Bridget and I were absolutely delighted to be invited to the Royal Shakespeare Theatre in Stratford-upon-Avon where we had the pleasure of watching Arthur Miller’s critically acclaimed “Death of a Salesman”.
I’m not qualified to critique the play but I can confirm it was an emotional production performed seamlessly by an impressive cast of actors. In keeping with tradition The Bimblers awards “Death of a Salesman” 5* although I’m sure they don’t need our endorsement.
What made the visit special was how accessible the Royal Shakespeare Theatre is, and how committed the Royal Shakespeare Company are to access and enjoyment of all visitors.
The Royal Shakespeare Theatre
There’s something otherworldly about watching a play at the Royal Shakespeare Theatre, it somehow makes you feel closer to the man himself.
If you allow your mind to wander you really can feel a presence which adds to the experience, I honestly can’t imagine feeling this in any other theatre (possibly The Globe).The theatre sits on the banks of the River Avon, you can watch the world go by as you sip your favourite tipple on the terrace or be in awe of the countless rowers and canoeists as they effortlessly glide through the water – it’s a quintessentially English experience!
Pre-Visit to the Royal Shakespeare Theatre
For me, a good test of how serious an establishment takes access is their website. I’m pleased to say the Royal Shakespeare Theatre excelled in this area.One of the most frustrating barriers people with access problems face is the lack of information available, this often kills the visit before it’s even started.
The Royal Shakespeare Theatre’s website has removed these barriers by publishing a dedicated access information page. It has access information for:
- Physical disabilities and wheelchair users
- Blind and partially sighted
- Deaf and hard of hearing
That’s an impressive amount of access information and it doesn’t stop there; it also includes:
- Details of tickets for disabled people
- How to book a ticket if you have access needs
- Dedicated email and phone number for access information
- Disabled parking details at and around the theatre
- Details of special accessible performances
All in all a substantial amount of information by any standards and all designed to make your trip to the theatre a pleasant one!
Easy Access for Wheelchair Users and the Less Mobile
We were especially interested in the wheelchair access in and around the Grade II listed building, here’s what we found:
There are 7 disabled parking spaces outside the theatre and a drop off point. There are further disabled spaces in local streets and from what I could see additional parking locally for evening performances.
You can find additional blue badge parking details in Stratford-upon-Avon on the council website.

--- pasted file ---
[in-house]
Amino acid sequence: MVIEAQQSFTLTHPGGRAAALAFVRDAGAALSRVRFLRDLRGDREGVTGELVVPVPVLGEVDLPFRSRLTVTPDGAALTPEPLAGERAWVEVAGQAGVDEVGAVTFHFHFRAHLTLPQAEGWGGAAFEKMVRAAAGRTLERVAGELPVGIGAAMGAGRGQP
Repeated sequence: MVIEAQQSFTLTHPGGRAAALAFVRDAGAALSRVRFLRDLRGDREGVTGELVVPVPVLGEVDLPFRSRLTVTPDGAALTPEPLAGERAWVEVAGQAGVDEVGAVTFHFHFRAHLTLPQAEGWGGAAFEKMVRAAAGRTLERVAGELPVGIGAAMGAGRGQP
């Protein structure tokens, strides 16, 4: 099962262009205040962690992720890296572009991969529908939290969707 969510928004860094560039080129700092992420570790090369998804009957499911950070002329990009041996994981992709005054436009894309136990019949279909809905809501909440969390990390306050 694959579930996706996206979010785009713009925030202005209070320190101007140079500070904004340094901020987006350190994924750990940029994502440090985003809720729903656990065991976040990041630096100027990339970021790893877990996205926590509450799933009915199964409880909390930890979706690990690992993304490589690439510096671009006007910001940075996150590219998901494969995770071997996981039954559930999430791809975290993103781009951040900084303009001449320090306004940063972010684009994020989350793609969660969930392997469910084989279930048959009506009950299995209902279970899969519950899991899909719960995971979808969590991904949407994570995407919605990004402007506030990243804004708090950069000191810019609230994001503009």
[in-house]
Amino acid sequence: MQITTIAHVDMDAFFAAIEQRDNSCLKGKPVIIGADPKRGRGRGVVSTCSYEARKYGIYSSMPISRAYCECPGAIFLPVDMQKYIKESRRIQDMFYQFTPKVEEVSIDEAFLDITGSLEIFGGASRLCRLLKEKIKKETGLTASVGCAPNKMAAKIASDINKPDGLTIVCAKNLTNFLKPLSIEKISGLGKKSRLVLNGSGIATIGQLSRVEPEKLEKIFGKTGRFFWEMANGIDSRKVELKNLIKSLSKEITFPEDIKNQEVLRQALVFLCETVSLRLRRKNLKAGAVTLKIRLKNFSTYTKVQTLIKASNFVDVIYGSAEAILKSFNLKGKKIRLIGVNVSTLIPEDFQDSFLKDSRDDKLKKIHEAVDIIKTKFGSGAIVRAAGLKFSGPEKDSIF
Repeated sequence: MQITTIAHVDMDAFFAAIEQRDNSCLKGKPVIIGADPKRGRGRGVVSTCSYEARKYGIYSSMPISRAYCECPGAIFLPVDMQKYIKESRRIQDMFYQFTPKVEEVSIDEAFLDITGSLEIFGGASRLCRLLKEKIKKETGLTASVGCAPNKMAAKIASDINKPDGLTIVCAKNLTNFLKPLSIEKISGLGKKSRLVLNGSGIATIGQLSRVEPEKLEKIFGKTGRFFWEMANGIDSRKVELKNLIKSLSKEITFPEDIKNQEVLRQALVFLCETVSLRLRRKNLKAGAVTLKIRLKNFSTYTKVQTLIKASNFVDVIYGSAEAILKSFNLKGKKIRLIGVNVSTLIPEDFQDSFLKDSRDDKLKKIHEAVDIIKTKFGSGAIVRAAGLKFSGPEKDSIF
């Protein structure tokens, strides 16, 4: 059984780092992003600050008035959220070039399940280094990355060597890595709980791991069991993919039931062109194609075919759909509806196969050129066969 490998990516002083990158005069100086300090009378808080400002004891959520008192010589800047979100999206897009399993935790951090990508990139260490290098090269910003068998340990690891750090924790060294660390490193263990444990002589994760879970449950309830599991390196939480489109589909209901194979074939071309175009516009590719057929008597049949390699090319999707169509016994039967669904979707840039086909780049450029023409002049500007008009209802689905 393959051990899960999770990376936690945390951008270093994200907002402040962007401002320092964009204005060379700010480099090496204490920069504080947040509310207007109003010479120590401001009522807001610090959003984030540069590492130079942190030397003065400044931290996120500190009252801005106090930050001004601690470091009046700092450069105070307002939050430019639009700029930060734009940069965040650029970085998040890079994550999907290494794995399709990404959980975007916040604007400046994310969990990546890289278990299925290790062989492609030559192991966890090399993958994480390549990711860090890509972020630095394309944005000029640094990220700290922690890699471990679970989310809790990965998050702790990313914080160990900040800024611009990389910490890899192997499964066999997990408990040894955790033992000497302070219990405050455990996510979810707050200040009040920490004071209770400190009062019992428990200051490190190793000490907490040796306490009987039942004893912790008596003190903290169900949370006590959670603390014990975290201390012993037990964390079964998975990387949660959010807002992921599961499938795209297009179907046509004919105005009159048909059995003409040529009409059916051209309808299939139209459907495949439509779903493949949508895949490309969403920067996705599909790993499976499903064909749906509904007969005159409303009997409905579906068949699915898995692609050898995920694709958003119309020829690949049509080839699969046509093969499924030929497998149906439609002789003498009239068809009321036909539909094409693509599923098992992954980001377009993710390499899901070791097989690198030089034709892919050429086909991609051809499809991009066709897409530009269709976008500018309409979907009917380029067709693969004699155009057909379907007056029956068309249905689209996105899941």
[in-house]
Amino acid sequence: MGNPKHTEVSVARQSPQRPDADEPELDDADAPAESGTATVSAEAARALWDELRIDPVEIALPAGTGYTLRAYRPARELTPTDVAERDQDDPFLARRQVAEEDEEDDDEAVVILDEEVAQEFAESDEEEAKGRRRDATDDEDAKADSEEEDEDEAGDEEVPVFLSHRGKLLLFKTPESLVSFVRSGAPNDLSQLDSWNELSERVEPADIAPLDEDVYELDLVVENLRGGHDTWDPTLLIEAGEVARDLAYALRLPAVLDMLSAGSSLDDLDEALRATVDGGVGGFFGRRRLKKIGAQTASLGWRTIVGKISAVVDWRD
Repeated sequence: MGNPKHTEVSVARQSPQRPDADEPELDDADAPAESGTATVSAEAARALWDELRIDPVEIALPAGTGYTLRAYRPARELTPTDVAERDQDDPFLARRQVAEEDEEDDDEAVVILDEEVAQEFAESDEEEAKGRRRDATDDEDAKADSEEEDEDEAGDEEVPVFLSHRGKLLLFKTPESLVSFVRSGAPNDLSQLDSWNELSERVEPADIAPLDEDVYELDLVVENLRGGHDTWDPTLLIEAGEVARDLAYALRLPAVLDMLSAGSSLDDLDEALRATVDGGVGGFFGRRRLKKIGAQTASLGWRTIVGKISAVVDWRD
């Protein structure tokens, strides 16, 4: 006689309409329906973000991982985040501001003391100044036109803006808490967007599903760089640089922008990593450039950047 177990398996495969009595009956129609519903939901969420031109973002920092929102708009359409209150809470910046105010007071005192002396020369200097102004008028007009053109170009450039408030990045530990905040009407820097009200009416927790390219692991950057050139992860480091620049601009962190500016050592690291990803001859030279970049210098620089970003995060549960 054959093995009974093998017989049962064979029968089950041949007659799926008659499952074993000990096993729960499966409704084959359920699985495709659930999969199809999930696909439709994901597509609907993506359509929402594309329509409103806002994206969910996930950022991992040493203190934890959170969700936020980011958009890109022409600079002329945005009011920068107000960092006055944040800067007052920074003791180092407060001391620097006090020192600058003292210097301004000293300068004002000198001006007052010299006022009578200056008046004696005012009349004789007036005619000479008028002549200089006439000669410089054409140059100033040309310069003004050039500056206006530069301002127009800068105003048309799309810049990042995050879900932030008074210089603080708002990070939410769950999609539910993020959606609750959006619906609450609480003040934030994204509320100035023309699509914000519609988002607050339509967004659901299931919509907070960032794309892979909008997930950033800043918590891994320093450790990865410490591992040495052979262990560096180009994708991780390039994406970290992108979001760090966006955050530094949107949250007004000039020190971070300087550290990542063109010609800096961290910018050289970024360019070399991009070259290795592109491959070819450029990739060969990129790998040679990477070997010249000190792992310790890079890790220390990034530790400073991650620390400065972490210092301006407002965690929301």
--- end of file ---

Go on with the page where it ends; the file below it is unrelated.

The area surrounding the theatre is landscaped, has flat pavements and easy to move around. There are dropped kerbs at dedicated crossing points and plenty of public seating areas for a rest.
Access to the theatre is by way of an access ramp which isn’t steep and there’s also a step free route on both sides of the theatre. Once on the plateau, there’s level access into the theatre building.
On the ground floor, we had level access to the box office, shop, bar, cafe, outdoor terrace, disabled toilets and auditorium. Upper floor seating areas, bars, restaurants and toilets are served by lifts.
I was pleased to see the box office had a low-level counter, hearing loop and flexible payment machine which stretched to the wheelchair.
Friendly, Patient and Helpful Staff
All of the staff (Ushers) in the public, retail and performance areas were friendly and attentive to our needs. We like to be helped when we need it but don’t like fuss and the theatre staff struck the right balance.
Great Views in the Auditorium
I have no pictures of access to our seats because I was pushing a wheelchair but you can rest assured it was easy with wide doors, room to manoeuvre a wheelchair and no uneven surfaces.
Our seats had unobstructed views of the stage and plenty of room to get in and out of with a wheelchair. Taking pictures during the performance is not allowed so again you’ll just have to believe me when I say it was spectacular.
We used a manual wheelchair but the access page on the theatre website confirms that the same access is available to electric scooter users.
Visit the Royal Shakespeare Theatre
If you want to visit the Royal Shakespeare Theatre without watching a play, that’s fine. You can have a meal in the Rooftop Restaurant and Cocktail Bar, go on a guided theatre tour or if you’re not scared of heights to view Stratford-upon-Avon from the tower. Details can be found here: Visit The Royal Shakespeare Theatre
Our visit to the Royal Shakespeare Theatre was special, and one we will not forget in a hurry. Describing it as an enjoyable and accessible experience doesn’t do it justice – we loved it!
There are few theatres in the UK with this level of accessibility, and it’s made so much more special because it’s the Royal Shakespeare Theatre in Stratford-upon-Avon.
Both Bridget and I highly recommend you visit if you’re in the area. We’d also like to thank the Royal Shakespeare Company for giving us the opportunity to review their wonderful theatre.